I like Murray's whiskey reviews, and especially his appreciation for rye whiskey. However, the book was marred for me by the chapter "Making Bourbon", which has a number of major gaffes, at least in the section dealing with malted barley and mashing. It's pretty clear Murray doesn't understand the process at all.
He doesn't know why malted barley is added to the mash and he doesn't understand the chemistry at all. For example: "so the carbohydrates are turned into sugars. It is these sugary enzymes whih will be fed upon by the yeast. . ."
First of all, sugars *are* carbohydrates. So are starches, which is what he is fumbling with, but he still has it wrong. "Sugary enzymes" makes no sense at all. Enzymes in the barley are essential for breaking the starches into sugars, yes, but they are distinctly different components.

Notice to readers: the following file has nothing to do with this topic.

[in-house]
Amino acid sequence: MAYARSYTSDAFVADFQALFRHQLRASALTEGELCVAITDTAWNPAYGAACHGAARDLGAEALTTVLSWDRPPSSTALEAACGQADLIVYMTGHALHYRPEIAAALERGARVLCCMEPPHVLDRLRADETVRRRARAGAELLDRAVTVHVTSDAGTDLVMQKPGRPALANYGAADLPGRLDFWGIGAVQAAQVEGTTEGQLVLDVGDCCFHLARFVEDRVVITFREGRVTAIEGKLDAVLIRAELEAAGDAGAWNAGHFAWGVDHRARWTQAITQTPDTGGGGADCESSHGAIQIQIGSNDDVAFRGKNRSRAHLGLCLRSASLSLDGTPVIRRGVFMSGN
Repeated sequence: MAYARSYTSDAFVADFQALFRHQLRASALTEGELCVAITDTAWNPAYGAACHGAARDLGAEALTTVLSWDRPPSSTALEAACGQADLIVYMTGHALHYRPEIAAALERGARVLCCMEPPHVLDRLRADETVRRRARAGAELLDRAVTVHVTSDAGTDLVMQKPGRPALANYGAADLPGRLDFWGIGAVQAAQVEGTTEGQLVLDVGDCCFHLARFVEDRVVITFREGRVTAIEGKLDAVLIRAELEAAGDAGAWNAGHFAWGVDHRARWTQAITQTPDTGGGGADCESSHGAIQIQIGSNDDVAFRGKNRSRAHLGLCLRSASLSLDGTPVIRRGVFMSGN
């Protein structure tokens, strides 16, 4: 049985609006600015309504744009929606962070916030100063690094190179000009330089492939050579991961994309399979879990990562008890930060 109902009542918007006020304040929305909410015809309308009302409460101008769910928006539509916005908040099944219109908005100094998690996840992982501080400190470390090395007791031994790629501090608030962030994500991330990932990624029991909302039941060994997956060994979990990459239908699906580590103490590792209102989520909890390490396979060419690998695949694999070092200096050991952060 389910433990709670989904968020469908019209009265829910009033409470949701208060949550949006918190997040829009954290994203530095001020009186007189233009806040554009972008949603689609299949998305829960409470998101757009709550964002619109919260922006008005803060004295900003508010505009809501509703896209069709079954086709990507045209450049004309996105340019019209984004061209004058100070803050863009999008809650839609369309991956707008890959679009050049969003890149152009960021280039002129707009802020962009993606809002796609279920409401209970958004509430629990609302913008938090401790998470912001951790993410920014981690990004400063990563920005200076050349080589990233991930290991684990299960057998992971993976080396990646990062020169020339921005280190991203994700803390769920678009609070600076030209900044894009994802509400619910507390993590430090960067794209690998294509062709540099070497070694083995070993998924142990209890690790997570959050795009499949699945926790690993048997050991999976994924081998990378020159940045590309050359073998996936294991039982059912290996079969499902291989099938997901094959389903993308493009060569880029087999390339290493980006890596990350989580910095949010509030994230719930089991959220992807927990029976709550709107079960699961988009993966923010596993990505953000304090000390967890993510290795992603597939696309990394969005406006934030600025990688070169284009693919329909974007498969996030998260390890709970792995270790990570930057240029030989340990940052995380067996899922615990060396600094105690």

He also doens't understand what happens in the mash, and why the backset is added. Yes, it does control acidity, but preventing "bacterial infection" isn't the point; the point is to have the correct pH so the enzymes (see above) are most effective in the mash -- the point of which is that conversion from starches to simple sugars.
He knows that malted barley "must be used" in the mash, but apparently doesn't know why: because those enzymes (not sugary enzymes) are not available in corn (or unmalted rye or wheat, for that matter). Without the malted barley, there would be no mash, and nothing for yeast to ferment.
A few years ago, when Malt Advocate ran a laudatory review of the book, I asked them why they'd given him a pass on this misinformation. One of the editors ran the questions by Murray but he failed or refused to respond.
I do like his tasting notes, for the most part, although naturally don't agree with all of them.